Influence of cardiac surgery on immune competence in children
© The Author(s) 2001
Received: 15 January 2001
Published: 2 March 2001
To study whether immune competence as assessed by HLA-DR expression on monocytes and by ex vivo production of TNFα allows prediction of complications after cardiac surgery, and to analyze the influence of cardiac surgery on immune competence.
Forty patients aged 1 to 188 months undergoing cardiac surgery were enrolled. Whole blood was collected before, 1, 3, and 5 days after surgery. HLA-DR expression (expressed as antiboby binding capacity, Abc) was determined using a flow cytometric assay. TNFα production was assessed in the supernatant after whole blood stimulation with LPS (500 pg/ml; incubation: 4 h) with the Immulite (DPC Biermann GmbH). Severity of the operation and postop clinical condition were assessed by score.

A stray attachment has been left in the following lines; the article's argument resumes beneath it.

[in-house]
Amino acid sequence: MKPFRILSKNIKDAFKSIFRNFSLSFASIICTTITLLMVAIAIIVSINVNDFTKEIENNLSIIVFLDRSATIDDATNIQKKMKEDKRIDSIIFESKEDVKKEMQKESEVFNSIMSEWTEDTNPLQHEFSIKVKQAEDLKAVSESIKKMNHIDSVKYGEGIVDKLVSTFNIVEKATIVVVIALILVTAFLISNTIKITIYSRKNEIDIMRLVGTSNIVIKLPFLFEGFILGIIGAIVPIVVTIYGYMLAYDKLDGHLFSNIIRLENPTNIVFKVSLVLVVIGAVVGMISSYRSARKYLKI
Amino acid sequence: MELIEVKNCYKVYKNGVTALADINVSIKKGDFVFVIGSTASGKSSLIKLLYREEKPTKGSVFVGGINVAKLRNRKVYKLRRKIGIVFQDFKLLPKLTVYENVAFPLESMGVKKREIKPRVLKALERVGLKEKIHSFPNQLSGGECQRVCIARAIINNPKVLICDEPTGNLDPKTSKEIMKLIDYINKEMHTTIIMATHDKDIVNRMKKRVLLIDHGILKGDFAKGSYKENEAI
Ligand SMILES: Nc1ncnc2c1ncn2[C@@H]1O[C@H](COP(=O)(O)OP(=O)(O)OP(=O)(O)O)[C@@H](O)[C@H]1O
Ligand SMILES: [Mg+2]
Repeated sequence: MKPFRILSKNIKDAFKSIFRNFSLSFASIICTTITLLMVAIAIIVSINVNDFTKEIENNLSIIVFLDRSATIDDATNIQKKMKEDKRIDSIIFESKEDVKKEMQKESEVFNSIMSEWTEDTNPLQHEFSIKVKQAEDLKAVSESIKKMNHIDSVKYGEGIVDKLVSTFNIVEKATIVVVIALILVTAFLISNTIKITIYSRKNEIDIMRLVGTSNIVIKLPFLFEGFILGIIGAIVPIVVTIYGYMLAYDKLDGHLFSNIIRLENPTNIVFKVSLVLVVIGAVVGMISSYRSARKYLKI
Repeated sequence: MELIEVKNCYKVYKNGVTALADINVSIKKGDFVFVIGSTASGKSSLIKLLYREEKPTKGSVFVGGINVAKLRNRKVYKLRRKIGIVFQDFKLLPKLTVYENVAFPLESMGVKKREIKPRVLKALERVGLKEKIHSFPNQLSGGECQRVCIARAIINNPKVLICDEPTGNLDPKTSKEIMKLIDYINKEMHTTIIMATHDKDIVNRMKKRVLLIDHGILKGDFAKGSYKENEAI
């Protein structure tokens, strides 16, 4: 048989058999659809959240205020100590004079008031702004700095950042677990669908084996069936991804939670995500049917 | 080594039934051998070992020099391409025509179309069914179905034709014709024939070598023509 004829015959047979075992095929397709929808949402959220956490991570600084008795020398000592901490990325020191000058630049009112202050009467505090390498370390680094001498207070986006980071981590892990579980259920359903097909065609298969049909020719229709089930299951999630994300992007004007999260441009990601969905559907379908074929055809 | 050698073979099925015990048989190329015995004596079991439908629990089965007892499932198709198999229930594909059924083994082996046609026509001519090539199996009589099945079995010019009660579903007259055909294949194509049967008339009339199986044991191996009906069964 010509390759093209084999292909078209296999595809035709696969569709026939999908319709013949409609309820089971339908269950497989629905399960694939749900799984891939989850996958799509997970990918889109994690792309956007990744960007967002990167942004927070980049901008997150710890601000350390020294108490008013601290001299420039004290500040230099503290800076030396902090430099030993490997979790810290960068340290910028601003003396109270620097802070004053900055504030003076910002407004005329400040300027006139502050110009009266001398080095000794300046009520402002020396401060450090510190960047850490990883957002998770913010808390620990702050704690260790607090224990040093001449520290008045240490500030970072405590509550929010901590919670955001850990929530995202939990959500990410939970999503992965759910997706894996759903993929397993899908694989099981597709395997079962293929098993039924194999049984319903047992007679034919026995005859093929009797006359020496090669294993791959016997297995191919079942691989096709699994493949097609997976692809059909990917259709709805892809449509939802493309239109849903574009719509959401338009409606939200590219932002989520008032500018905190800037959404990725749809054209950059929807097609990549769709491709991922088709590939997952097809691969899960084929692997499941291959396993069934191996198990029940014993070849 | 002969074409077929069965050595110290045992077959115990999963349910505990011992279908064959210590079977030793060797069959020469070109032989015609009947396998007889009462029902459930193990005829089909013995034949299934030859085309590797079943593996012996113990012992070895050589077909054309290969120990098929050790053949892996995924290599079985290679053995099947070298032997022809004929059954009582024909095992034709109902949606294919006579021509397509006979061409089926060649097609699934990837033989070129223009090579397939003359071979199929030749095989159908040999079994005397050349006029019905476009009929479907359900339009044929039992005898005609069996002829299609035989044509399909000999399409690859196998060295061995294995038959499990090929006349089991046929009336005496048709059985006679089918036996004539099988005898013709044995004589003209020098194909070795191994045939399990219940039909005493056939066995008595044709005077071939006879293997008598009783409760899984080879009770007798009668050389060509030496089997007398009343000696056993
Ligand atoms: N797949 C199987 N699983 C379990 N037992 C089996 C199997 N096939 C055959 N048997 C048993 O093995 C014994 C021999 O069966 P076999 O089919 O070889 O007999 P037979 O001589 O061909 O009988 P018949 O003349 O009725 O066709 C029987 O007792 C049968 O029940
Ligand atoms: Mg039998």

Ten patients developed postop complications (group 1) and 30 not (group 2). Preop HLA-DR (32,000 Abc) was not significantly different between groups. In contrast, preop ex vivo production tended to be lower in group 1 than in group 2 (TNFα: 363 vs 628 pg/ml, P = 0.06). In both groups, HLA-DR significantly decreased on postop day 1 (10,000 Abc, P < 0.002 vs preop) and remained significantly lower than preop value up to postop day 5. Group 1 had significantly higher and persistent decrease of HLA-DR over the postop period than group 2. Severity of operation and clinical score 4 and 24 h postop negatively correlated with postop HLA-DR but not with ex vivo TNFα production.
Cardiac operations in children are associated with impairment of immune competence, which is more severe and persistent in patients with postop complications. Our results suggest that preop ex vivo TNFα production but not HLA-DR expression could be predictive for the development of postop complications. With this regard, additional study of TNFα gene polymorphism (locus 308) is expected to allow further preoperative risks stratification.